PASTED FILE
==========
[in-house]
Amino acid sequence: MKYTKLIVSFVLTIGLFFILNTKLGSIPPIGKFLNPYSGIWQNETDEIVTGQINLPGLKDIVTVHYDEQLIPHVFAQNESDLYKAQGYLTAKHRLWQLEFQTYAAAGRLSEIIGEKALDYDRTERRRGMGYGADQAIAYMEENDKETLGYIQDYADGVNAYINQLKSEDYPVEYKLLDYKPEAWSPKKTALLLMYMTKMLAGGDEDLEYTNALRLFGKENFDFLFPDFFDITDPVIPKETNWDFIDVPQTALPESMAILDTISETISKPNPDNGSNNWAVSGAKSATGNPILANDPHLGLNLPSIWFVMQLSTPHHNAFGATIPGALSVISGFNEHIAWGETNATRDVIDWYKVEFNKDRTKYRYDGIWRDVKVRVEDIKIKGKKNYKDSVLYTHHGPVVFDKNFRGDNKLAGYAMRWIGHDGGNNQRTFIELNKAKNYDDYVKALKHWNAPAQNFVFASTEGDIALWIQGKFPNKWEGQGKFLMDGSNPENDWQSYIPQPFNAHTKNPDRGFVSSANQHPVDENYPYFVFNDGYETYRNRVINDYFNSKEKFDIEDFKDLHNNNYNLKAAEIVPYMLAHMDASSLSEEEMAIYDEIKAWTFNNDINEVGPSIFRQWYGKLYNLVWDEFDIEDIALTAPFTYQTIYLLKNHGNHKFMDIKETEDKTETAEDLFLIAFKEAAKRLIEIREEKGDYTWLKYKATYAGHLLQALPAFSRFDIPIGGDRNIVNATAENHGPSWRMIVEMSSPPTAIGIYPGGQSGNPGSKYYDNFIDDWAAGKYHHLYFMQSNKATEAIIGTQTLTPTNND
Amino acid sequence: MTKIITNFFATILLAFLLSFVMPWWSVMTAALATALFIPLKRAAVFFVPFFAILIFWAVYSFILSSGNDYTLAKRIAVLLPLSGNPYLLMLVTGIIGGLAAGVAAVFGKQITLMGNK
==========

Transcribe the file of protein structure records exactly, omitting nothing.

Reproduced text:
[in-house]
Amino acid sequence: MKYTKLIVSFVLTIGLFFILNTKLGSIPPIGKFLNPYSGIWQNETDEIVTGQINLPGLKDIVTVHYDEQLIPHVFAQNESDLYKAQGYLTAKHRLWQLEFQTYAAAGRLSEIIGEKALDYDRTERRRGMGYGADQAIAYMEENDKETLGYIQDYADGVNAYINQLKSEDYPVEYKLLDYKPEAWSPKKTALLLMYMTKMLAGGDEDLEYTNALRLFGKENFDFLFPDFFDITDPVIPKETNWDFIDVPQTALPESMAILDTISETISKPNPDNGSNNWAVSGAKSATGNPILANDPHLGLNLPSIWFVMQLSTPHHNAFGATIPGALSVISGFNEHIAWGETNATRDVIDWYKVEFNKDRTKYRYDGIWRDVKVRVEDIKIKGKKNYKDSVLYTHHGPVVFDKNFRGDNKLAGYAMRWIGHDGGNNQRTFIELNKAKNYDDYVKALKHWNAPAQNFVFASTEGDIALWIQGKFPNKWEGQGKFLMDGSNPENDWQSYIPQPFNAHTKNPDRGFVSSANQHPVDENYPYFVFNDGYETYRNRVINDYFNSKEKFDIEDFKDLHNNNYNLKAAEIVPYMLAHMDASSLSEEEMAIYDEIKAWTFNNDINEVGPSIFRQWYGKLYNLVWDEFDIEDIALTAPFTYQTIYLLKNHGNHKFMDIKETEDKTETAEDLFLIAFKEAAKRLIEIREEKGDYTWLKYKATYAGHLLQALPAFSRFDIPIGGDRNIVNATAENHGPSWRMIVEMSSPPTAIGIYPGGQSGNPGSKYYDNFIDDWAAGKYHHLYFMQSNKATEAIIGTQTLTPTNND
Amino acid sequence: MTKIITNFFATILLAFLLSFVMPWWSVMTAALATALFIPLKRAAVFFVPFFAILIFWAVYSFILSSGNDYTLAKRIAVLLPLSGNPYLLMLVTGIIGGLAAGVAAVFGKQITLMGNK